SUMMARY OF THE DISCLOSURE

According to some embodiments, the present technology may be directed to methods for extracting entity data from electronic documents by (a) executing one or more extractors to extract entity data within an electronic document based upon an extraction model for the document; (b) selecting extracted entity data via one or more experts, each of the experts applying at least one business rule to organize at least a portion of the selected entity data into a desired format; and (c) providing the organized entity data for use by an end user.

According to other embodiments, the present technology may be directed to systems for synthesizing a view of at least a portion of a file system backup. These systems may include: (a) a memory for storing an executable instructions that extract entity data from electronic documents; (b) a processor that executes the instructions; (c) an extraction module that extracts entity data within an electronic document based upon an extraction model for the electronic document; (d) an expert that selects extracted entity data and applies at least one business rule to organize at least a portion of the selected entity data into a desired format; and (e) an output generator that outputs the organized entities.

According to additional embodiments, the present technology may be directed to computer readable storage media for synthesizing a view of at least a portion of a file system backup. The storage media may include a program embodied thereon, the program being executable by a processor to perform a method for extracting entity data from electronic documents by (a) executing one or more extractors to extract entity data within an electronic document based upon an extraction model for the document; (b) selecting extracted entity data via one or more experts, each of the experts applying at least one business rule to organize at least a portion of the selected entity data into a desired format; and (c) providing the organized entity data for use by an end user.

BRIEF DESCRIPTION OF THE DRAWINGS

The accompanying drawings, where like reference numerals refer to identical or functionally similar elements throughout the separate views, together with the detailed description below, are incorporated in and form part of the specification, and serve to further illustrate embodiments of concepts that include the claimed disclosure, and explain various principles and advantages of those embodiments.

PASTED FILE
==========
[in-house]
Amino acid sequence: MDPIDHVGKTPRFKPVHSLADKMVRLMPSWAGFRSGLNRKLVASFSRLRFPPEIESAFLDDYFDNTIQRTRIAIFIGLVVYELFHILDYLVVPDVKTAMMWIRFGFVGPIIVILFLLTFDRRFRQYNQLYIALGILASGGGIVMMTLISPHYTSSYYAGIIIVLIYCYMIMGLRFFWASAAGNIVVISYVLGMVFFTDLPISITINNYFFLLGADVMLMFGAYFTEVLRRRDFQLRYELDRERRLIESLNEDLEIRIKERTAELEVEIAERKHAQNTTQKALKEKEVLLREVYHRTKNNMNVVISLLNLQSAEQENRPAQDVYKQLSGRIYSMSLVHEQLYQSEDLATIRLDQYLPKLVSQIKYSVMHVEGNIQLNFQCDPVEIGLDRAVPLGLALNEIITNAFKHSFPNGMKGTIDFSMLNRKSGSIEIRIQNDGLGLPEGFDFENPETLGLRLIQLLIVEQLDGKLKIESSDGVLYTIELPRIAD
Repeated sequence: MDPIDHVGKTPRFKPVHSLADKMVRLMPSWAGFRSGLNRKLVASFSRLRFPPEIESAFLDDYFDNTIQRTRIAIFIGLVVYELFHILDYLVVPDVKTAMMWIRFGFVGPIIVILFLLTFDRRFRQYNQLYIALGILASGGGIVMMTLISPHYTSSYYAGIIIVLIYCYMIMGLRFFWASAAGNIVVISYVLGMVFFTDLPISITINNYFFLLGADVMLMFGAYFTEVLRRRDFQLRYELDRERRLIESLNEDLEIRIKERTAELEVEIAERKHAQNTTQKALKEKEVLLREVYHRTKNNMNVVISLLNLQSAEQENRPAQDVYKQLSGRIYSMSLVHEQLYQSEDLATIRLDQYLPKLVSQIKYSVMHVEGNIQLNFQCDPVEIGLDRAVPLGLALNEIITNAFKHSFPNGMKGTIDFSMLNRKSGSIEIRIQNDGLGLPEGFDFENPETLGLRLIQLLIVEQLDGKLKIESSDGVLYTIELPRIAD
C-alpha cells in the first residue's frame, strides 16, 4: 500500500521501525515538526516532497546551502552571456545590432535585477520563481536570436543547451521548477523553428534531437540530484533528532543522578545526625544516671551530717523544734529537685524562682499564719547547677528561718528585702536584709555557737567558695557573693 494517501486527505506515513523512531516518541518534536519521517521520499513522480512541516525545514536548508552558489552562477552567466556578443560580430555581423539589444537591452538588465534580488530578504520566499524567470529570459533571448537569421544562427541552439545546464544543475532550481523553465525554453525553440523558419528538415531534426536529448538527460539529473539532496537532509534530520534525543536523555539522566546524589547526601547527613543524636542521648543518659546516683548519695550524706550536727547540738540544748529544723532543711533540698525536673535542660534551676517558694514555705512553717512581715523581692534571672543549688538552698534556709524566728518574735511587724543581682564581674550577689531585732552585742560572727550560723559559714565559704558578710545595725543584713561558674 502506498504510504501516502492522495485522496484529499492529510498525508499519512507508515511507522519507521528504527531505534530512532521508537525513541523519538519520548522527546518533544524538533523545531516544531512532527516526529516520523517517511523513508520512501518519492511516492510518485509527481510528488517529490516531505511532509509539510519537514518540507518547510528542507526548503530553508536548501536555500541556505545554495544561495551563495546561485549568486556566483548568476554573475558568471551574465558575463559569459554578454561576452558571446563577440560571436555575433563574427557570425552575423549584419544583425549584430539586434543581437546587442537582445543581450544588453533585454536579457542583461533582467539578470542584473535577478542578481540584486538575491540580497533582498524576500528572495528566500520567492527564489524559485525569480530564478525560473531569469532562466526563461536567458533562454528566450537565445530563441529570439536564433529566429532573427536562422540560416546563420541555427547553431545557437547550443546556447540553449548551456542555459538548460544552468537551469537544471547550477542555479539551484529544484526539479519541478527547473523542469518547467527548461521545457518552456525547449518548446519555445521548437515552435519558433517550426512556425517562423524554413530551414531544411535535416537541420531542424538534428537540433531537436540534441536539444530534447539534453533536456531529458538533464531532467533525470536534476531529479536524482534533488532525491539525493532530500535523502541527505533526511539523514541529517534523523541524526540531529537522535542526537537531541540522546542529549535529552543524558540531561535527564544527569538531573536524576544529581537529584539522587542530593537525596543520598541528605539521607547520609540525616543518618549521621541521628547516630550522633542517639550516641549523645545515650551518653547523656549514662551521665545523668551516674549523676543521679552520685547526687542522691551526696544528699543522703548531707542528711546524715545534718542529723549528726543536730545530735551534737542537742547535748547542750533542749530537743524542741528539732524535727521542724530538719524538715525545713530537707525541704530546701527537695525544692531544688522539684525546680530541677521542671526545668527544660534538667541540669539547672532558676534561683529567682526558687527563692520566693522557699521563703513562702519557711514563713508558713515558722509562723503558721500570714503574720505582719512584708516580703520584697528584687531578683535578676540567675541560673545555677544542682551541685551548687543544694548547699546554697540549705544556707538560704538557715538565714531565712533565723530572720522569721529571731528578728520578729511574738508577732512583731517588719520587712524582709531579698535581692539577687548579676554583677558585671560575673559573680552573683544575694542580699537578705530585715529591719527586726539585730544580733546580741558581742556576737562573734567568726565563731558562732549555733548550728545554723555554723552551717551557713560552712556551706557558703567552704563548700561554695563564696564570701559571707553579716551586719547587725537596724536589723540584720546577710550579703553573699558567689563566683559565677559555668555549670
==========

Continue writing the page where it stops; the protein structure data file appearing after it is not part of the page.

The methods and systems disclosed herein have been represented where appropriate by conventional symbols in the drawings, showing only those specific details that are pertinent to understanding the embodiments of the present disclosure so as not to obscure the disclosure with details that will be readily apparent to those of ordinary skill in the art having the benefit of the description herein.

FIG. 1 illustrates an exemplary system for practicing aspects of the present technology;

FIGS. 2A and 2B illustrates an exemplary scanned section of an OCR processed document and an exemplary output of raw text extraction from the OCR processed document, respectively;

FIG. 3 shows a schematic diagram of an exemplary document processing application;

FIG. 4 is a block diagram of an exemplary entity extraction and expert process;

FIGS. 5-7 are diagrammatical views of an exemplary application of one or more business rules to extracted entity data;

FIGS. 8A and 8B collectively illustrate an exemplary graphical user interface that includes extracted entity information that is used to populate a form, along with an annotated view of the electronic document.

FIG. 9 is a flowchart of an exemplary method for extracted entity data from an electronic document; and

FIG. 10 illustrates an exemplary computing system that may be used to implement embodiments according to the present technology.

DETAILED DESCRIPTION